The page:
Friday, December 19, 2008

Tradition Rendition: The Latke Who Couldn't Stop Screaming by Lemony Snicket

This story ends in someone's mouth, but it begins in a tiny village more or less covered in snow.

In a satiric send-up of The Gingerbread Boy motif, Lemony Snicket, of A Series of Unfortunate Events fame, gives us a latke who takes it on the lam, literally jumping out of the frying pan, through an open window, and into the snow-covered landscape outside.

Out there it's a winter wonderland, all right, with all but one of the rustic cottages decorated with flashing colored lights and other appurtenances of the Santa season, and our little latke, translated for the unknowing reader as "a word which here means "potato pancake," greets the scene with a loud, long (two-page) scream: "AAAHHHHHHH!"

"What's all the ruckus?" inquires one of the ubiquitous flashing colored lights. "We're the ones who are supposed to be dominating the neighborhood with our cheerful glow." The latke tries to explain that he's reacting to the pan full of hot oil which symbolizes the miracle of the temple's oil lamps after the Maccabees defeated Antiochus IV. "Plus, frying makes my skin crispy and brown," explains the latke.

"So you're basically hash browns," said the flashing colored lights. "Maybe you can be served alongside a Christmas ham."

"I'm NOT hash browns." the latke protests. "I'm something COMPLETELY DIFFERENT!"


Protesting being tossed into the secular Christmas stew as hash browns, the little latke escapes his flashy fellow symbol only to find himself face to face with a peppy candy cane. "I'm trying to sprinkle the night air with my peppermint scent," said the candy cane. "All that yelping is spoiling the effect!" Patiently the latke explains that the mouth-watering smell of hot latkes reminds the people that they no longer have to study the Torah in secret caves, pretending to be gambling over a hot game of dreidel whenever soldiers approach.

"Sort of like Mary and Joseph hiding out in the manger," remarks the candy cane helpfully. "Someone should write Christmas carols about that!"

"I'm NOT part of Christmas," the latke objects. "It's a TOTALLY DIFFERENT thing!"


Still steaming over becoming the subject of a Christmas carol, the latke plops down under a snowy pine tree in the forest. "Are you a present?" the pine tree asked. "Presents are pretty much the only things allowed to sit beneath me during this time of year."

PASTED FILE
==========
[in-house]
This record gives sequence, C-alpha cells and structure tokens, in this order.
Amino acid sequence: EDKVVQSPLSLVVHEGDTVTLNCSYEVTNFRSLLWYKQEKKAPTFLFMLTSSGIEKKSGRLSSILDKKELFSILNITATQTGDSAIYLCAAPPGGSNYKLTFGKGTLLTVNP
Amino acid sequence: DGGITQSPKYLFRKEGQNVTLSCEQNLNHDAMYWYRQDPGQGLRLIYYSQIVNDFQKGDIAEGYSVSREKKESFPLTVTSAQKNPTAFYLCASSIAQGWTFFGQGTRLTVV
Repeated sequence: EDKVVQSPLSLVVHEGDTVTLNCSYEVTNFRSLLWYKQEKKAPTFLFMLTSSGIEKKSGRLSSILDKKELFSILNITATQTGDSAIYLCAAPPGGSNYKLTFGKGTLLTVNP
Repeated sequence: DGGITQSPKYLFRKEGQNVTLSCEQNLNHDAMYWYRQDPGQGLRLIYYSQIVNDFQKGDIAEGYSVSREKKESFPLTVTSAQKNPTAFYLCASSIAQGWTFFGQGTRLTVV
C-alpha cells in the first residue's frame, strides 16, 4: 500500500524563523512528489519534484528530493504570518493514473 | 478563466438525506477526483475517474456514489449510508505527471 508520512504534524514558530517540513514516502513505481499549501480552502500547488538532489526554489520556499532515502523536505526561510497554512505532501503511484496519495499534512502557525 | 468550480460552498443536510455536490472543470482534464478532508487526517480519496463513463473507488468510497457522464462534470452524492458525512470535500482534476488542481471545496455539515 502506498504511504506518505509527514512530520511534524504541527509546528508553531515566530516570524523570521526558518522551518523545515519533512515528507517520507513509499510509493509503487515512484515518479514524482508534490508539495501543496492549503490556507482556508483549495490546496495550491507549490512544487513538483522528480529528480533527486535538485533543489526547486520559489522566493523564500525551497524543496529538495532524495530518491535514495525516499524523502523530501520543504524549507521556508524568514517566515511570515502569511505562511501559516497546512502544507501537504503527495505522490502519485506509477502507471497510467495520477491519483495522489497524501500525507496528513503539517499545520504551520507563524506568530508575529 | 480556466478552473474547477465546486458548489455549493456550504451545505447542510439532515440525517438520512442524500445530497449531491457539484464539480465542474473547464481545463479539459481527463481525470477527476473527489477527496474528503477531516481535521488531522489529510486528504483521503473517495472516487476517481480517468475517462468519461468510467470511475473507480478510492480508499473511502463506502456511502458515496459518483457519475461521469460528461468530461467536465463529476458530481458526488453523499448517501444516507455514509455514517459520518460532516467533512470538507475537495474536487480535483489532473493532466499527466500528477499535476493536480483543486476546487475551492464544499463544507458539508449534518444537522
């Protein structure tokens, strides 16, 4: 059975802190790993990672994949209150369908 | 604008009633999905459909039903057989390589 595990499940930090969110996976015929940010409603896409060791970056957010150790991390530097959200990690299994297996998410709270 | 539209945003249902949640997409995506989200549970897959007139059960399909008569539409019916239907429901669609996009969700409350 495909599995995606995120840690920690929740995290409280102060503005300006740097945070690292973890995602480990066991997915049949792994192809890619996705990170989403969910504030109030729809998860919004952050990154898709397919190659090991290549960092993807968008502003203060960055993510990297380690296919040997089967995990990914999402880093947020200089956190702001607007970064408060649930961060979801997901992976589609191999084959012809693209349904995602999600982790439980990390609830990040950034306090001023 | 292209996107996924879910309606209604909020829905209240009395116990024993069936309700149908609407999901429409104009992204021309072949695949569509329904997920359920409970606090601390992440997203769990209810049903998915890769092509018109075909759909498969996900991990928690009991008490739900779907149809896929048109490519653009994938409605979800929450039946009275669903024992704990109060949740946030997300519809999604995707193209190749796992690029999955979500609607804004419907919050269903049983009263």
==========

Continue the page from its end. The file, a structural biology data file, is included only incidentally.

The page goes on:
"Presents aren't really a big part of Hanukkah," the latke points out determinedly. "It's more important to light the candles eight consecutive nights to commemorate the miracle in the temple..., so you shouldn't give up hope."

"Plus, Santa Claus," said the pine tree.

"Santa Claus has nothing to do with it! Christmas and Hanukkah are COMPLETELY DIFFERENT things!"

"But different things can often blend together," said the pine tree. "Let me tell you a funny story about pagan rituals."

Just as the folklore-loving conifer launches into his literary lecture, a family comes cheerily trooping through the forest, the father armed with a well-sharpened axe. "We'll never find a good one," grumps the father. "You shouldn't give up hope," said the mother. "Look! It's perfect!" said the daughter. "It's beautiful," said the son. "Such a marvelous shape!" said the mother. "And its skin looks so crispy," said the father.

It seems that this family knows all about latkes, their symbolism and their succulent crispy skins as well. "I'll refry it in oil to remind us of the rededication of the temple," said the practical mother. "What was I thinking, bringing this axe?" said the father.

In his ironic spoof of the St. Nick-centric view of the holiday season, Lemony Snicket sets us all straight about the silliness of seeing Hanukkah as a hash-browned version of Christmas. The Latke Who Couldn't Stop Screaming: A Christmas Story has a bit of his droll tongue-in-cheek fun at the expense of the non-serious symbols of the season.

But somewhere in the world there is a place for all of us. Whether you are an electric form of decoration, a peppermint-scented sweet, a source of timber, or a potato pancake, on a cold, snowy night, everyone and everything should be welcomed somewhere, and the latke was welcomed into a home filled with people who understood what a latke is and how it fits into its particular holiday.

And then they ate it.


For another of Snicket's stories of the wintry season, see also his satiric stocking-stuffer, The Lump of Coal.

Labels: ,


Post a Comment

<< Home